Small House of Everything

Small House of Everything

Friday, April 26, 2019


Star-Begotten by H. G. Wells  (1937)

Wells (1866-1946) is perhaps best remembered today as one of the earliest science fiction authors, with such seminal works as The Time Machine, War of the Words, The Invisible Man, The First Men in the Moon, Food of the Gods, and The Island of Doctor Moreau establishing or solidifying themes for many later works in the genre.  A social critic and futurist, Wells infused much of his writing with Utopian and socialist ideals wile maintaining a sense of reality in even his most imaginative works.  Wells' popularity declined as he spent more of his time promoting his social ideas, some of which had lost favor among the general population; as G. K. Chesterton put it, Wells "is a born storyteller who has sold his birthright for a pot of message."

Star-Begotten is one of Wells' lesser-known works and a difficult one to categorize.  It is not a science fiction book, but was one of two novels included in his collection 28 Science Fiction Stories.  For the most part the novel has been shoehorned into a  science fiction label whenever it was printed.

From its very first sentence, we learn the theme and plot of the book:  "This is a story of an idea and how it played about in the minds of a number of intelligent people."

Joseph Davis is a solid middle-class citizen, much in the mode of "A Well Respected Man" from the song by the Kinks.   His philosophies are well-crafted to fit his world view of predictability and class:

"It was being conveyed to him that it really did not matter what foundations of myth and fantasy the existing system of Western civilization was built upon; the fact that mattered was that it was built upon that foundation and that a great ritual of ceremonial and and observance, which might be logically unmeaning, and an elaborate code of morality, which might ultimately prove to be arbitrary, nevertheless constituted the co-ordinating fabric of current social life and that current social life could not now go on without them.  So that all this freethinker and rationalist stuff became irrelevant and indeed contemptibly crude.  Reasonable men didn't assert.  They didn't deny.  They were thinking and living at a different level.  You could no more reconstruct religion, social usage, political tradition, than you could replan the human skeleton -- which was also open to considerable criticism."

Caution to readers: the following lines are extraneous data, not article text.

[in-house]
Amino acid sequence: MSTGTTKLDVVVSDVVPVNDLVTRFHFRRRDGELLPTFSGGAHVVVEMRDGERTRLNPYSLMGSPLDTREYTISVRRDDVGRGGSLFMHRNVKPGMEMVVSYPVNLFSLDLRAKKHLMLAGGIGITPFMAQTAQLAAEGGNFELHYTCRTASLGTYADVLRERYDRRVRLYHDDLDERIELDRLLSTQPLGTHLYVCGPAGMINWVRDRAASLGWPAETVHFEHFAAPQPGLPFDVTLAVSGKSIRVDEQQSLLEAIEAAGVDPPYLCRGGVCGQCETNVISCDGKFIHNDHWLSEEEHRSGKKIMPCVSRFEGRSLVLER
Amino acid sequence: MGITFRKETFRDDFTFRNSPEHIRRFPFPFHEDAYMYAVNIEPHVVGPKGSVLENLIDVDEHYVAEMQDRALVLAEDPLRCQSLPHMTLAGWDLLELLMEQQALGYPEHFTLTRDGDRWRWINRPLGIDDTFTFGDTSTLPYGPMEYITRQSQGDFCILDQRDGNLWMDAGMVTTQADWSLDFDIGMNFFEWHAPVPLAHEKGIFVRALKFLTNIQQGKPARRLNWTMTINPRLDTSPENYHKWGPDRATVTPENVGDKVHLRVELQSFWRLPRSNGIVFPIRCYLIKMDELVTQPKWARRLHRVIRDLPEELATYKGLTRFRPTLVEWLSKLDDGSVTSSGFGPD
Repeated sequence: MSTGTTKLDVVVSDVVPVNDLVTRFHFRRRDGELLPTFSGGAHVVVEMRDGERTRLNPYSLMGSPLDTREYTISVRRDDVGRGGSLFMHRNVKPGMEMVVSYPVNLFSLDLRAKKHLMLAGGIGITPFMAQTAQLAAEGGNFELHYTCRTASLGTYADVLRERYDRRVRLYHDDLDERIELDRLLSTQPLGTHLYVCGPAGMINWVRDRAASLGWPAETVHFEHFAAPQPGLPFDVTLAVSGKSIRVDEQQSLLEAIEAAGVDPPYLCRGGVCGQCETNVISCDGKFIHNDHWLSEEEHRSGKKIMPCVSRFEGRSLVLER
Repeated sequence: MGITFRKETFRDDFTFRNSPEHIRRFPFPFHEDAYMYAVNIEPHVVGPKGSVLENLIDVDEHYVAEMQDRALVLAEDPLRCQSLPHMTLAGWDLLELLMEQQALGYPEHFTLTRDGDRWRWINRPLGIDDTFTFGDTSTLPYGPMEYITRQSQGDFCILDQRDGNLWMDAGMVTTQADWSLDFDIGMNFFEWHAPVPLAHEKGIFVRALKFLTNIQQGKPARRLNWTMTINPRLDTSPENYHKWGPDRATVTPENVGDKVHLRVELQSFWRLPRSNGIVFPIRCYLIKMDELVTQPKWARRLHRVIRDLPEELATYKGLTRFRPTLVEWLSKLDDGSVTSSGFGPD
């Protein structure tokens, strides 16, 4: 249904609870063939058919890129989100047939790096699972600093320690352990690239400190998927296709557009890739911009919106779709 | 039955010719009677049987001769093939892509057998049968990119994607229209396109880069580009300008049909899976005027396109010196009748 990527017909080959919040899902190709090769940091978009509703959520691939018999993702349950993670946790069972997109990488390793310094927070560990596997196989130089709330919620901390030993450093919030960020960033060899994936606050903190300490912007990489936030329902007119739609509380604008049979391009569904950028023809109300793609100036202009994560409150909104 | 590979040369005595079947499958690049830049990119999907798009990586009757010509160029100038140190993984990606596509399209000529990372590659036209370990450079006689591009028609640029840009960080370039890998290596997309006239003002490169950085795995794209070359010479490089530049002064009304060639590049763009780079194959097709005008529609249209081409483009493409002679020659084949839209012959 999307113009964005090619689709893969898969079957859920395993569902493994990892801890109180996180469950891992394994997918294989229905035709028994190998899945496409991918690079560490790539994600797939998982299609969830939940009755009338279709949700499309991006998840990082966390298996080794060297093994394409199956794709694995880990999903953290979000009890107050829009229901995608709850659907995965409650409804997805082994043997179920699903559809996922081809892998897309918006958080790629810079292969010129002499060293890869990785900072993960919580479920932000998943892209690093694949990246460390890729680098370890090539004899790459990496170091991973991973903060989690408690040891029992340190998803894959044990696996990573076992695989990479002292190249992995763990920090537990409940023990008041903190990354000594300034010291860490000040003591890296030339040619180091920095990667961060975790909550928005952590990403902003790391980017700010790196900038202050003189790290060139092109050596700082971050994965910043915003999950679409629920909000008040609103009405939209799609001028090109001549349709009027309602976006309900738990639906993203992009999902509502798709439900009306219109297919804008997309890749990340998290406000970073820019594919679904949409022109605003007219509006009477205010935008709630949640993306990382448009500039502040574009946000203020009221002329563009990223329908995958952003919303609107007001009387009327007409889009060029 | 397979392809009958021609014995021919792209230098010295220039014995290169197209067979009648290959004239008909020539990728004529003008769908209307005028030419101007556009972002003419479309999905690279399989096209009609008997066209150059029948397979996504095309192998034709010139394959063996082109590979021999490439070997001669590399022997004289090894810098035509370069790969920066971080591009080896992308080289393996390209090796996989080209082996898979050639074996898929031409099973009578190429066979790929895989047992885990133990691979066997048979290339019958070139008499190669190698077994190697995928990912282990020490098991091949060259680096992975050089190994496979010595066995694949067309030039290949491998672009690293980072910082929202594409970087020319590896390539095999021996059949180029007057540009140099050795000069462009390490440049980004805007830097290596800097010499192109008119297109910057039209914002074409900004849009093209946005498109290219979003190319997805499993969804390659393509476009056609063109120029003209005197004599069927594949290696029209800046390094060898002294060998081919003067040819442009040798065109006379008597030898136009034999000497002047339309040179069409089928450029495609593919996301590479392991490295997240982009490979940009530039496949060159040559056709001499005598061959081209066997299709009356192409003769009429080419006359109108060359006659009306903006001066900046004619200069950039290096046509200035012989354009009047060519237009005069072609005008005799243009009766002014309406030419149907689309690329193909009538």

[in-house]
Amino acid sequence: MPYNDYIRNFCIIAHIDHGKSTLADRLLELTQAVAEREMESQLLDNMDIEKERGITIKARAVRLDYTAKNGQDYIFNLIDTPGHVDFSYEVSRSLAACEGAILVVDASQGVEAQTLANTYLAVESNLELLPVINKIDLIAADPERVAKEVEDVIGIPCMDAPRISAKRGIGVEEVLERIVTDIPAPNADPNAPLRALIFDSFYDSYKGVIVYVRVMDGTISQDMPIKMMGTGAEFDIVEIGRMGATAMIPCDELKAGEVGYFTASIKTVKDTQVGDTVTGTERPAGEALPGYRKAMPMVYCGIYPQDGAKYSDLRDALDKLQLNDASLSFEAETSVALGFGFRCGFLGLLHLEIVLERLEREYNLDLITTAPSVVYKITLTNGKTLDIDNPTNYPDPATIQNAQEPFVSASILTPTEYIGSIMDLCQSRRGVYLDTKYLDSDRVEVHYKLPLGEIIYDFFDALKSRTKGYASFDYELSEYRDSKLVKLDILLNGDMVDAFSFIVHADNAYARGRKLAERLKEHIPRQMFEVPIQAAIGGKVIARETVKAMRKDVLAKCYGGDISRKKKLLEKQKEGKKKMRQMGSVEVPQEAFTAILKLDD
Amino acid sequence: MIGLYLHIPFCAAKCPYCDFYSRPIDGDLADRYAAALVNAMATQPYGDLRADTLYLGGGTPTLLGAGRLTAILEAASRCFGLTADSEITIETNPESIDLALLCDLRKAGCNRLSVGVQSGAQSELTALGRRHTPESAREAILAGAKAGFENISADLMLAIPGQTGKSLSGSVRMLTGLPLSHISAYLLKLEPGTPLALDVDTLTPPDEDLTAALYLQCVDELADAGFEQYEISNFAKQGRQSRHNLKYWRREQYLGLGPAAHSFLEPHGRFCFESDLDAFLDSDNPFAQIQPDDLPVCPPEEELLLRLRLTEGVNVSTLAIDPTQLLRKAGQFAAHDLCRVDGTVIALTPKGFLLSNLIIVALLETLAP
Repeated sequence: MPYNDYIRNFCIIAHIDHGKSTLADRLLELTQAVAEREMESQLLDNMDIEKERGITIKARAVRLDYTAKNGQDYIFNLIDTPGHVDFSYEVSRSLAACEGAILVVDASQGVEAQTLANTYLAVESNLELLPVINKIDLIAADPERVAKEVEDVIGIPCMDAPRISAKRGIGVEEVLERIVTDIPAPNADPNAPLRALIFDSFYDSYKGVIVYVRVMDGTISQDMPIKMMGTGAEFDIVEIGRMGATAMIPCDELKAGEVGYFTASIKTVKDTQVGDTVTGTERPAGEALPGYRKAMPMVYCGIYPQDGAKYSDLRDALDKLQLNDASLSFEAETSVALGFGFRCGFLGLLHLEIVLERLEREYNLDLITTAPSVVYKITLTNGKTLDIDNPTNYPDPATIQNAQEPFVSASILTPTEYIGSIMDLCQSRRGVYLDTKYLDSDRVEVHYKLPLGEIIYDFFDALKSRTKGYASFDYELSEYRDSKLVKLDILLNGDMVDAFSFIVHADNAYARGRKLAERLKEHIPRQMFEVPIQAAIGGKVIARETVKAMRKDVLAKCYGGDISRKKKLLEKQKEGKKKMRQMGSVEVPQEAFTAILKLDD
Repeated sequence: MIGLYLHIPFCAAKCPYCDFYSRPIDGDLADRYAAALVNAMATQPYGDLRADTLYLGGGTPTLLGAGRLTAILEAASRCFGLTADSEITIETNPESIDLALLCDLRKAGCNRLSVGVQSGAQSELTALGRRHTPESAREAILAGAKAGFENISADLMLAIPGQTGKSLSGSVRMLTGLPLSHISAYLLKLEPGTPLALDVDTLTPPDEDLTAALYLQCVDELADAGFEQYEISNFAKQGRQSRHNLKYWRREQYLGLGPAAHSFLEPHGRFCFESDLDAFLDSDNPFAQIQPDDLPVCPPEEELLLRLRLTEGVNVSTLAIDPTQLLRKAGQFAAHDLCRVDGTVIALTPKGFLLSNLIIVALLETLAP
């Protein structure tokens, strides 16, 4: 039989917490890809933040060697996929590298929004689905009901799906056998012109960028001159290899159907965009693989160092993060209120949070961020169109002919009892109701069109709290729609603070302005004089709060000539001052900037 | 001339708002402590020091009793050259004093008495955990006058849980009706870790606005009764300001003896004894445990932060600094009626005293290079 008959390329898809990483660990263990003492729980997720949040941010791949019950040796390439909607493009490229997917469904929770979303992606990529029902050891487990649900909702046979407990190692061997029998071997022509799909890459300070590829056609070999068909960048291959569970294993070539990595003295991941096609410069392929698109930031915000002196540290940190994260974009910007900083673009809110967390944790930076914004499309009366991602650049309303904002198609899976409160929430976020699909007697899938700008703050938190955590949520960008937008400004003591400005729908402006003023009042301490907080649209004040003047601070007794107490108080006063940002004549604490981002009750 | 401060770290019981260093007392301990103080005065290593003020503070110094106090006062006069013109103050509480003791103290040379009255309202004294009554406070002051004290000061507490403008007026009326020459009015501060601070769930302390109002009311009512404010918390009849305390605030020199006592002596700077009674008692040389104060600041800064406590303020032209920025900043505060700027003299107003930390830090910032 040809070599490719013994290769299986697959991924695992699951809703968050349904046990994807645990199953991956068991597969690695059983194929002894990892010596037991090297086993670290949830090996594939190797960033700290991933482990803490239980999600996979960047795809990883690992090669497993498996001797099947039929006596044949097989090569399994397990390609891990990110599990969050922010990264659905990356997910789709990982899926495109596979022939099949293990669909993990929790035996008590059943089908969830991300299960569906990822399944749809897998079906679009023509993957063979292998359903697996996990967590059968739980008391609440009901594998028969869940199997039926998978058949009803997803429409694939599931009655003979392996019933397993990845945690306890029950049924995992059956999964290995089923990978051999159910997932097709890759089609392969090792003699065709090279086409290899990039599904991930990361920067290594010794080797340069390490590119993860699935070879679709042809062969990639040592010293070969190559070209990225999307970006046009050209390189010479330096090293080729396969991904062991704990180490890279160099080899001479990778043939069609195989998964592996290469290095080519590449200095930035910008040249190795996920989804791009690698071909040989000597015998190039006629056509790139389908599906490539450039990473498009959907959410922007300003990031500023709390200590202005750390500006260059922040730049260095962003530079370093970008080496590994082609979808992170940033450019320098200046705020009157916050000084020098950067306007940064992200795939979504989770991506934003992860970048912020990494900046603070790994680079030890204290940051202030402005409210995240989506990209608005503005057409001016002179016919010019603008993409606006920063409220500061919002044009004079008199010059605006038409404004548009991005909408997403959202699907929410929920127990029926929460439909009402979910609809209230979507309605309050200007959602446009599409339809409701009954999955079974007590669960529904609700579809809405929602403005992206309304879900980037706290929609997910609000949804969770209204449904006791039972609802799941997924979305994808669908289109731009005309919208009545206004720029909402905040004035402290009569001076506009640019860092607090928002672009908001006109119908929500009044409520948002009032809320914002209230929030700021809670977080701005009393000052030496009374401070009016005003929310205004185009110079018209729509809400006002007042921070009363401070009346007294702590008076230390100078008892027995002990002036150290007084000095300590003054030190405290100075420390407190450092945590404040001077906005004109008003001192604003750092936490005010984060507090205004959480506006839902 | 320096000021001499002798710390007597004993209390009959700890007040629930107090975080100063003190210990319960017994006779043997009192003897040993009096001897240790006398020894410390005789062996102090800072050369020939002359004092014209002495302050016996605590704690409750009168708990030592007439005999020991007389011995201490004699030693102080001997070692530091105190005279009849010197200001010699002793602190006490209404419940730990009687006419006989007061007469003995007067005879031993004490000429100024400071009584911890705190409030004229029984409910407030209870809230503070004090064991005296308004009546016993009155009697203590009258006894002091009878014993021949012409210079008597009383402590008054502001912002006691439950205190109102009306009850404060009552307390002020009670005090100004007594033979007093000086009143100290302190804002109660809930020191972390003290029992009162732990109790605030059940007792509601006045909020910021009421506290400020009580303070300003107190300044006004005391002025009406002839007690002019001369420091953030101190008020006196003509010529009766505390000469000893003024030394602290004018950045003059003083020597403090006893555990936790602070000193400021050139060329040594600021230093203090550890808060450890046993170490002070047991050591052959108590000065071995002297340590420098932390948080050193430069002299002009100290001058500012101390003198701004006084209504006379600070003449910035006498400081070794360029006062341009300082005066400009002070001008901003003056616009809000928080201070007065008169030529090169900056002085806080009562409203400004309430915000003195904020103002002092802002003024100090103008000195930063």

"When he took his side he should, like a sensible man, have stopped thinking."

And therein lies the rub.  Some two-and a- half years ago, Joseph Davis began to realize that his wife was becoming "enigmatical, extremely enigmatical."   His life and his marriage were pleasantly predicable.  Then  thing began to subtly change.  An author, he began to be dissatisfied with his books and his approach to writing.  His wife  began to change, expressing not only ideas of her own but her dissatisfaction with previous interests.

Finally there was that fateful day at his club.  The Planetarium Club had always been a good place for lively (and less than mundane) discussion.  The topic that day veered to cosmic rays and their ability to modify genetic make-up.  One wag remarked that it would be a good way for a civilization from anther planet (say, Mars*) to attack mankind.  Could not that civilization, far advanced than ours, control cosmic rays in such a way as to target men, changing their brains slowly to resemble their own brains? -- in a way, perhaps, to keep the human body, but to replace the brains with their own, alien brains?  Surely such a move would be a way for a dying populace to survive and continue on.  And the scientists present at this discussion felt that, given the original theses, this could be possible.

A fancy argument, indeed, but as Joseph Davis considered this theory it seemed to fit nicely into the changes in his own and his wife's slow and unrelenting changes in attitude.  Davis pesuades himself that this could be happening.  And, as he posits the question to his doctor the medico begins to accept the thesis...

The book presents an unproven theory and uses it as a springboard for a wonderfully comic social novel.  There is no alien race using cosmic rays to modify mankind, and this is not a science fiction novel, but it does use science fiction tropes to good effect.  The snark was a boojum you see.

I found this late-in-his-career novel to be both witty and wise and wonderfully entertaining.

* "Mars, the planet which is being frozen out, exhausted, done for..  Some of you may have read a book called The War of the Worlds -- I forget who wrote it -- Jules Verne, Conan Doyle, one of those fellows..."

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